Someone who is both physically and psychologically dependent on alcohol can experience withdrawal symptoms such as shaking, nausea, anxiety, depression, sweating, headaches and difficulty sleeping if they try to stop drinking or reduce their drinking.

In severe cases alcohol withdrawal may cause convulsions, cramps, vomiting, delusions, hallucinations and even death. Anyone who is dependent on alcohol and wants to quit drinking should talk to their doctor or other health professional first.

What are the health benefits of drinking?

Pearson, on behalf of the American Heart Association, looked at studies linking alcohol and coronary heart disease. The evidence suggests that if there are no health reasons stopping a person from drinking, such as pregnancy or a personal or family history of alcoholism, low levels of alcohol consumption may be beneficial and help to slightly reduce the risk of some heart disease and stroke.

However, you may be able to get the same benefits through other means such as regular exercise or eating a heart-healthy diet so talk to your doctor to work out the risks and benefits for you of drinking alcohol.

How can I reduce the risks of alcohol?

  • For healthy adults over 18, drinking no more than two standard drinks on any one day reduces the lifetime risk of harm from alcohol-related disease and injury.
  • Sticking to less than four standard drinks on a single occasion reduces your risk of alcohol related injury. Having four or more drinks, even once a week, increases your lifetime risk of alcohol-related injury by almost ten times.
  • You can lower the lifetime risk of alcohol-related disease or injury even more by reducing the number of times you drink — through regular alcohol-free days, for example.
  • As adolescent brains are still developing they are more easily damaged by alcohol. Under 15s are advised to not drink at all as they are at the greatest risk of harm from drinking. For 15–17 year olds the safest option is to delay drinking for as long as possible.

Further information

Australian Drug Foundation

National Health and Medical Research Council: Summary of alcohol guidelines to reducing health risks


Australian Institute of Health and Welfare (AIHW). 2007 National Drug Strategy Household Survey. Canberra, ACT: AIHW. 2008 [accessed 20 Aug 2010] Available from:

Cancer Council. Postition statement — Alcohol and cancer prevention. Kings Cross, NSW: Cancer Council. 2008 [accessed 20 Aug 2010] Available from:

DrugInfo Clearinghouse. Alcohol. [online] Melbourne, VIC: Australian Drug Foundation. 2006. [accessed 20 Aug 2010] Available from:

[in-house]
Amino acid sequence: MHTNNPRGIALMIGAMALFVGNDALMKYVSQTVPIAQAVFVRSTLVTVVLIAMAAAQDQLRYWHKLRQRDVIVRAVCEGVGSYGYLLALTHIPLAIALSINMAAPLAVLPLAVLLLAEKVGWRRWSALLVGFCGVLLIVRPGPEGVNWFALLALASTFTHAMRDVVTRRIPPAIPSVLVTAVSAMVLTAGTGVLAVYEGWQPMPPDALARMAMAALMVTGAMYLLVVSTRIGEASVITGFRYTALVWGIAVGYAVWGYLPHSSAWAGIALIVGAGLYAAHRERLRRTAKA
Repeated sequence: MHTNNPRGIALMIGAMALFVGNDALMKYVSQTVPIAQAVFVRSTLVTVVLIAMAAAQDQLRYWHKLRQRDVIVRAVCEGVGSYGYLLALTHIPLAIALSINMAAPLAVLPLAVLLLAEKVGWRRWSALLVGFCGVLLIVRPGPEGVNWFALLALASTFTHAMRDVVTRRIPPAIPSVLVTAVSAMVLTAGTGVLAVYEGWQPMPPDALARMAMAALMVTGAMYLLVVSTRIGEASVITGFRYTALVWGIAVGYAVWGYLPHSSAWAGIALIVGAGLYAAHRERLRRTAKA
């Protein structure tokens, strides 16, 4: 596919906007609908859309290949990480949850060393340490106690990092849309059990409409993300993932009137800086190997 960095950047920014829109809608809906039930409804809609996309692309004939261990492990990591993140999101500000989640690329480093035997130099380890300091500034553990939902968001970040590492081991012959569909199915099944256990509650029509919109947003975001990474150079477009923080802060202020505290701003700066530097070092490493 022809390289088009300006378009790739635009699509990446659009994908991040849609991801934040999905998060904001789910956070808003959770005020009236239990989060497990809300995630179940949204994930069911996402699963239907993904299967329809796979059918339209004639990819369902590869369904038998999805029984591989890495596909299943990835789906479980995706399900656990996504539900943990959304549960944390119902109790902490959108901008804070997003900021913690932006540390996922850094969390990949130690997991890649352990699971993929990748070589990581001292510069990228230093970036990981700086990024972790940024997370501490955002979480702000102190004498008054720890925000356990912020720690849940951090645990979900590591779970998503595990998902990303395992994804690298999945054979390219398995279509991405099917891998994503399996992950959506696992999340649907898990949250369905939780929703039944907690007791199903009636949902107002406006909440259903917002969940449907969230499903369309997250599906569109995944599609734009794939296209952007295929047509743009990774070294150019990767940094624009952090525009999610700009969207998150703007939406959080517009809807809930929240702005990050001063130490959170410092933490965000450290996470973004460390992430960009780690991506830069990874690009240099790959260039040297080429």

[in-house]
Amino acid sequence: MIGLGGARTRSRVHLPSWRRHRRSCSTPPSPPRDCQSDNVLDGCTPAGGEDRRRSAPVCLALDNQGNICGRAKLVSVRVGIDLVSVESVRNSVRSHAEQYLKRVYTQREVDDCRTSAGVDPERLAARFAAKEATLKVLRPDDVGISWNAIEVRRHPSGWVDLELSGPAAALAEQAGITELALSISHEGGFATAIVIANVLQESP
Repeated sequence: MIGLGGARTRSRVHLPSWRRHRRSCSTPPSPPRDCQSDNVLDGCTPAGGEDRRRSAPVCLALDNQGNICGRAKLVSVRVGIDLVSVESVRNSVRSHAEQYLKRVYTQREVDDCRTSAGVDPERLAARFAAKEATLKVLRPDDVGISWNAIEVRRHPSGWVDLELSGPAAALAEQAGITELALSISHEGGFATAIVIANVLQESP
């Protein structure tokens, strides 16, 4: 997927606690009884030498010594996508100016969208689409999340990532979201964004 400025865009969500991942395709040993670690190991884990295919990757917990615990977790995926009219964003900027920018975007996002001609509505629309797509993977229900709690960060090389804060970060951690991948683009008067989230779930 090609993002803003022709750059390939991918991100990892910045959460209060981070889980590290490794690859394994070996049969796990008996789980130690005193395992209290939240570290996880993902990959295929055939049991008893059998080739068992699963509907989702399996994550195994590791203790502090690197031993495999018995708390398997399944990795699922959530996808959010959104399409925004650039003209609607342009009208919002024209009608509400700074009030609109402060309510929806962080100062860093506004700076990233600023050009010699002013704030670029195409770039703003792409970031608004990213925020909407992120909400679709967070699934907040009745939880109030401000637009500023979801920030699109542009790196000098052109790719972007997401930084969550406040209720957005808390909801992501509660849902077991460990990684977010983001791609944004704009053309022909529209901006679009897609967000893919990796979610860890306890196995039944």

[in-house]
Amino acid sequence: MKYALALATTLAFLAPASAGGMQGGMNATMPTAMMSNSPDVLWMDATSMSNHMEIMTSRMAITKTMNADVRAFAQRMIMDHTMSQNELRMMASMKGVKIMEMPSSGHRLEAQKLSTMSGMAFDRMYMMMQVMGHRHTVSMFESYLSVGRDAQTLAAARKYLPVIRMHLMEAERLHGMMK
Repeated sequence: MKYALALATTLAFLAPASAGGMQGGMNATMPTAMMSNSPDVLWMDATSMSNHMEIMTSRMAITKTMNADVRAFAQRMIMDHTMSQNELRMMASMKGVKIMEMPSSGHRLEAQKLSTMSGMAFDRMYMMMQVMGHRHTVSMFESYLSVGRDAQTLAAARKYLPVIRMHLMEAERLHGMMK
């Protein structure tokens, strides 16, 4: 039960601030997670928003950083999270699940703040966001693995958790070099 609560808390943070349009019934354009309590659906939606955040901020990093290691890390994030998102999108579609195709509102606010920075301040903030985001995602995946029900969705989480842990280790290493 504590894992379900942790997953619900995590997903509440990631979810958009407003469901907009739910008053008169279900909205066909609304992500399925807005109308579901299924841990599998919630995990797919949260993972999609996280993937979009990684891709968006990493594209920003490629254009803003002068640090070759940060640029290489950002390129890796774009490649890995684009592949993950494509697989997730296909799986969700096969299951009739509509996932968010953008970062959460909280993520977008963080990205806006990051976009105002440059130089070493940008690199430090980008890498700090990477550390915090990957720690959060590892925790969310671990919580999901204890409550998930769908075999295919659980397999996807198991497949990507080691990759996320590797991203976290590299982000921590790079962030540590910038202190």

DrugInfo Clearinghouse. The effects of alcohol on the young brain: for workers. [online] Melbourne, VIC: Australian Drug Foundation. 2005. [accessed 20 Aug 2010] Available from:

National Drug and Alcohol Research Centre. The Harmful Effects of Alcohol. [online] Kensington, NSW: University of NSW Faculty of Medicine. c2005 [accessed 19 Aug 2010] Available from:

National Health and Medical Research Council. Australian Guidelines: To Reduce Health Risks from Drinking Alcohol. Canberra, ACT: Commonwealth of Australia. 2009 [accessed 19 Aug 2010] Available from: (PDF, 2.3Mb)

Osteoporosis Australia. Osteoporosis. Risk Factors

Pearson TA. Alcohol and heart disease. Circulation. 1996; 94: 3023–3025.

Samson HW. Alcohol and other factors affecting osteoporosis risk in women. Bethseda, MD: National Institute on Alcohol Abuse and Alcoholism. 2003 [accessed 20 Aug 2010] Available from:

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This information has been developed and reviewed for Bupa by health professionals. To the best of their knowledge it is current and based on reputable sources of medical research. It should be used as a guide only and should not be relied upon as a substitute for professional medical or other health professional advice.

Bupa Australia Pty Ltd makes no warranties or representations regarding the completeness or accuracy of the information. Bupa Australia is not liable for any loss or damage you suffer arising out of the use of or reliance on the information. Except that which cannot be excluded by law. We recommend that you consult your doctor or other qualified health professional if you have questions or concerns about your health. For more details on how we produce our health content, visit the About our health information page.

Last published 31 October 2010